Tuesday, May 19, 2009
Surtex Field Trip - part one
I went on a field trip to Surtex, at the Jacob Javits Convention Center, in New York City. This trip was possible thanks to one of my alma mater's MassArt (Massachusetts College of Art and Design). The trip was open to graduating painting and illustration majors, and alumni.
On Monday, I woke up at 5am, and left the house at 5:45am to drive into Boston. At 6:30am we drove via bus from Boston to New York City, where we had the day to wonder around Surtex, as well as The National Stationery Show, and The International Contemporary Furniture Fair. (Unfortunately The Supply Side: An Annual Exposition Featuring Suppliers to the Social Stationery, Giftware and Graphic Arts Industries was not open on Monday. I would have LOVED to wonder around that show. Oh well.)
For anyone not familiar with Surtex, here is the description of who exhibits and attends, from their website:
Art and design for sale and license to numerous industries: decorative fabrics, linens and domestics, contract textiles, wall coverings, floor coverings, apparel textiles, stationery, greeting cards, giftwrap and other paper products, tabletop, giftware, housewares, toys, ceramics, packaging and publishing."
"Profile of Attendees:
Art buyers and licensees from the home furnishings, domestics, apparel, contract, gift, housewares, toy, stationery, greeting card, paper product, publishing and automotive manufacturing industries, plus retailers, licensing executives, advertising agencies and stock houses."
As a mixed media/fiber artist, I found Surtex very interesting. From what I understand from what exhibitors told me yesterday, Surtex used to be a huge trade show, with many hundreds of exhibitors. Due to I'm not exactly sure what, it was down to less than 300 exhibitors this year.
There was a wide range of work shown. Many commercial artists showing holiday and themed art. There were also many artists showing flowers, patterns and etc, that were very nice, and a number of artists from Japan with beautiful work. I was very happy to see over a dozen more funky artists, with more interesting patterns, colors, and textures, with samples based on different printmaking and painting techniques.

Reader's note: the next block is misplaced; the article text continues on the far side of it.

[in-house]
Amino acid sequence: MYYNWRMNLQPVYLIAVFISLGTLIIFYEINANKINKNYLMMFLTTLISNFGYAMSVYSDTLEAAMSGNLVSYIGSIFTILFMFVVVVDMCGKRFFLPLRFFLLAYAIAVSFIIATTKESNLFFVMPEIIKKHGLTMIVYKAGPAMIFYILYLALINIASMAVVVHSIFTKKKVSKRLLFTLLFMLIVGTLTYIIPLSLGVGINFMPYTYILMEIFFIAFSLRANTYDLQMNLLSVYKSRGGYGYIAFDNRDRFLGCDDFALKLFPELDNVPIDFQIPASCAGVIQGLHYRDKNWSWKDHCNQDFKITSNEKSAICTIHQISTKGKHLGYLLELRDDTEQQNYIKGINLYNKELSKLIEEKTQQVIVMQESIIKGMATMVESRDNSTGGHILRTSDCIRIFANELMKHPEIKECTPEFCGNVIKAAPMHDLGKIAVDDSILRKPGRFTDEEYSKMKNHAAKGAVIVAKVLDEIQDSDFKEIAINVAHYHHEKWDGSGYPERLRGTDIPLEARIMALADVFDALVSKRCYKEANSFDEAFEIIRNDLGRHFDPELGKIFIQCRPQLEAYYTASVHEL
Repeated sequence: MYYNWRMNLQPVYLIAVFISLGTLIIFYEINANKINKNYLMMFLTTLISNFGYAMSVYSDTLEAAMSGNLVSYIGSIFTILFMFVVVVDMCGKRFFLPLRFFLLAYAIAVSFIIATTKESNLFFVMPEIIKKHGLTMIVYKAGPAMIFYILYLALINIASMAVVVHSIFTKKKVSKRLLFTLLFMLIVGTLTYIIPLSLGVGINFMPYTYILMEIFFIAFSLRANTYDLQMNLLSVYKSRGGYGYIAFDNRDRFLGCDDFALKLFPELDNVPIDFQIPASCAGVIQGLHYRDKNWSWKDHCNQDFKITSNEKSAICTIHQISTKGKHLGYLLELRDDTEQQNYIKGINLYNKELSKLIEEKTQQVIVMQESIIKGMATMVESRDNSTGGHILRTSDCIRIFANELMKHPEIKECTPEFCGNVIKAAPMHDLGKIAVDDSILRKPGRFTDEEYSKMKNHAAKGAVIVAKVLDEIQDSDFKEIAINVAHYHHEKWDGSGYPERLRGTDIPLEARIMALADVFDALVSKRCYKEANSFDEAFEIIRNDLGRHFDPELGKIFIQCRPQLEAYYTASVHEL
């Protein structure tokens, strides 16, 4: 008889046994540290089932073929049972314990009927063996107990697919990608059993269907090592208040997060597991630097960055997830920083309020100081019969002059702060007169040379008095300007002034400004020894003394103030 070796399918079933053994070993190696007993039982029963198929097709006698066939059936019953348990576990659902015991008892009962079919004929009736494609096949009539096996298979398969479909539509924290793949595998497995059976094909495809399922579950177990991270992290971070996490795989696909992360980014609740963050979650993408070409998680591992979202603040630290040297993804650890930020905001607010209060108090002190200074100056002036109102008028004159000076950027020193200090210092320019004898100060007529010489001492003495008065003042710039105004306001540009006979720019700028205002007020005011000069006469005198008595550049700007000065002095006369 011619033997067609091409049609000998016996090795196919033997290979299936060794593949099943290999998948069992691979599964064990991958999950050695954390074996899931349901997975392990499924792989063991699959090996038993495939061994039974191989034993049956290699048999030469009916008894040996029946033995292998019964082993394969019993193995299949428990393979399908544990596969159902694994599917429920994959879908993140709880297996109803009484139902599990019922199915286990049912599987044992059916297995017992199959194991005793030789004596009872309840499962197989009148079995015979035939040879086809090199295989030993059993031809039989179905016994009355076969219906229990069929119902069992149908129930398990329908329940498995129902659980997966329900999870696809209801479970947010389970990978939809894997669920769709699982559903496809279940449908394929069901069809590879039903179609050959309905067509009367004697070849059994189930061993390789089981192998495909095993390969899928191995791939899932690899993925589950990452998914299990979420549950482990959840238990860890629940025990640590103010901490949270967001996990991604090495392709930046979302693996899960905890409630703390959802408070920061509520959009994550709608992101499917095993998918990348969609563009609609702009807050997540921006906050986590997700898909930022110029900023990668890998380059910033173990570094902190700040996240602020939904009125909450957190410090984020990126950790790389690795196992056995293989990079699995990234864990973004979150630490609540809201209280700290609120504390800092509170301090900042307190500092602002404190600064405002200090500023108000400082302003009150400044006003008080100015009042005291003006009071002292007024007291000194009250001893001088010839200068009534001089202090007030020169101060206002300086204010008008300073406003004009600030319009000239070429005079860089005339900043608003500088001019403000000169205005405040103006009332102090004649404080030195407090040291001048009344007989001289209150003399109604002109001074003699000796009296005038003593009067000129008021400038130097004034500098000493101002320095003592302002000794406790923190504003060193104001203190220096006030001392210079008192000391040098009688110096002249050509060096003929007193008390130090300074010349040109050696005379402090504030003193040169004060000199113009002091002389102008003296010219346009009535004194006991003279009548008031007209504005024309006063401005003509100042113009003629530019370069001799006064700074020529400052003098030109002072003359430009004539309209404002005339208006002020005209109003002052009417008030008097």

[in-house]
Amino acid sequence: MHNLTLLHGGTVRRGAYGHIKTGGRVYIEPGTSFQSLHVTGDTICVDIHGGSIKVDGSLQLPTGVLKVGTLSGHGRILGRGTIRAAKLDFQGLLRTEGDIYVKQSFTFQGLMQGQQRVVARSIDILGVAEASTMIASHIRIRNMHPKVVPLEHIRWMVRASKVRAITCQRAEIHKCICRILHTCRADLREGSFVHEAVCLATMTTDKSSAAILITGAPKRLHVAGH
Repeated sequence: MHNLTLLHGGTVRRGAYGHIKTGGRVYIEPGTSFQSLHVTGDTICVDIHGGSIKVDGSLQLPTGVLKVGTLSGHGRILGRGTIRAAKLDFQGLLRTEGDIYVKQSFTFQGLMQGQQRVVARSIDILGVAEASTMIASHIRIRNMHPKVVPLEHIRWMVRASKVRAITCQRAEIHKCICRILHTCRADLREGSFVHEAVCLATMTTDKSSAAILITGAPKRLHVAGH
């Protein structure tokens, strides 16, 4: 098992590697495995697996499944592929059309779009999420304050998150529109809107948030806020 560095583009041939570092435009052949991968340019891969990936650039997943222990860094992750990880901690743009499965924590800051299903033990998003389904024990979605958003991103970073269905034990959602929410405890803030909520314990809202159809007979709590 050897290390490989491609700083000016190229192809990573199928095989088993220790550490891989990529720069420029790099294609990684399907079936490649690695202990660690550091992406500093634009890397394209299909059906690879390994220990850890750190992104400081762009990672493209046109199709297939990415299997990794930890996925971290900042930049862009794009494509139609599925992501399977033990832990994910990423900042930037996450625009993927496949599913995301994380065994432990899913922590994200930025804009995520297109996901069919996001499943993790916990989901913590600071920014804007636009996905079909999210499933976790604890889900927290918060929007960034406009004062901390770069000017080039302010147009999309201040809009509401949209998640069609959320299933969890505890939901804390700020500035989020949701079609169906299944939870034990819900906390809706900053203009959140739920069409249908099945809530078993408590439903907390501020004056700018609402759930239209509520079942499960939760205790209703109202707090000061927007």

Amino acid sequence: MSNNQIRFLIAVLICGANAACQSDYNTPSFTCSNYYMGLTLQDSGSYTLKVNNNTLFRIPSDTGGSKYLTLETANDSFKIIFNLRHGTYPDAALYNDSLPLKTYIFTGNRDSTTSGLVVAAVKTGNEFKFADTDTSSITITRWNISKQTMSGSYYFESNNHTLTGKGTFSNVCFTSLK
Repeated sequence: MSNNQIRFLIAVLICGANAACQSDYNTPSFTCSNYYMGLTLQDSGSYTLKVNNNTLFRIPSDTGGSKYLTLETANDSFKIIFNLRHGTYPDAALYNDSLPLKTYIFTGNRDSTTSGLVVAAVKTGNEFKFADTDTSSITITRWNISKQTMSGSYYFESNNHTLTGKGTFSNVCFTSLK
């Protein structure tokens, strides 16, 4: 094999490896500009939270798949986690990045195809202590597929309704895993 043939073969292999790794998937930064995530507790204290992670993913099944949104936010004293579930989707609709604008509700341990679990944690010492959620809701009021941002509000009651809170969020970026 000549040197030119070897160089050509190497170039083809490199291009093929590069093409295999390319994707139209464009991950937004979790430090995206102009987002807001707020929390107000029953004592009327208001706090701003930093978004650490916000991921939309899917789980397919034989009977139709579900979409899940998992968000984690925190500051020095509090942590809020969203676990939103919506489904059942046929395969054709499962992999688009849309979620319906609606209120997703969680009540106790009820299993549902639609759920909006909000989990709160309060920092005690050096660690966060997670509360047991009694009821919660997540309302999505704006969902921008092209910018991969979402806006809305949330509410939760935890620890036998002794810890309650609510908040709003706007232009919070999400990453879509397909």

I stopped by those booths and spoke briefly to the artists. I found just about everyone was nice about sharing a few thoughts and experiences about their show experiences. The repeat exhibitors said they got a better response in the repeat years because the attendees remembered them from previous years and wanted to see how their work grew from one year to the next.
There were some recent art school graduates exhibiting with the most innovative work. Their friendliness, excitement and energy was really nice to see.
I loved visiting the booth of one new exhibitor, a seasoned artist, who I felt was more in line with my interests/esthetics. Her style was very different than the other exhibitors. I really liked her playfulness with color and texture. She exhibited her art, as well as her line of patterns for possible paper or fabric licensing, in her booth. I spent some time talking to her sister, who is her business partner. She was very helpful in discussing their business and offered to answer questions via phone or email, if I have any, if I decide to exhibit. It was a nice connection, and I am very happy for her having a good show and wish her much success.
A few weeks before the show, MassArt had a panel of artists discuss their experiences at these shows, and it was good to have the background before the trip.
I have wanted to visit Surtex for 15-20 years, but have never had the money, time nor access, so this was a great opportunity for me to participate. One strange thing for me was we wore "student" badges, instead of "guest." I haven't been a student since 1980, so when asked where I was a student, I explained I was an alumn who travelled with students to see the show. The conversation changed (in a nice way) as I explained I was there to learn about the show as a practicing artist.
On the way down and back to/from New York, there was good bonding on the bus between artists. I'm always glad to have new art friends. The trip ended when we returned to Boston at 11pm, and I was home by 11:30pm. Long day, but a good day.
Over the next few months, I need to think about whether I want to be an exhibitor in coming years, if I can come up with the $3000-5000 in expenses for the booth, setup, PR, travel and housing in NYC. Money will be my biggest issue.
Sorry this is a long post, but I know many artist friends will find this interesting.
Tomorrow, I will post about The National Stationery Show, and The International Contemporary Furniture Fair. Stay tuned.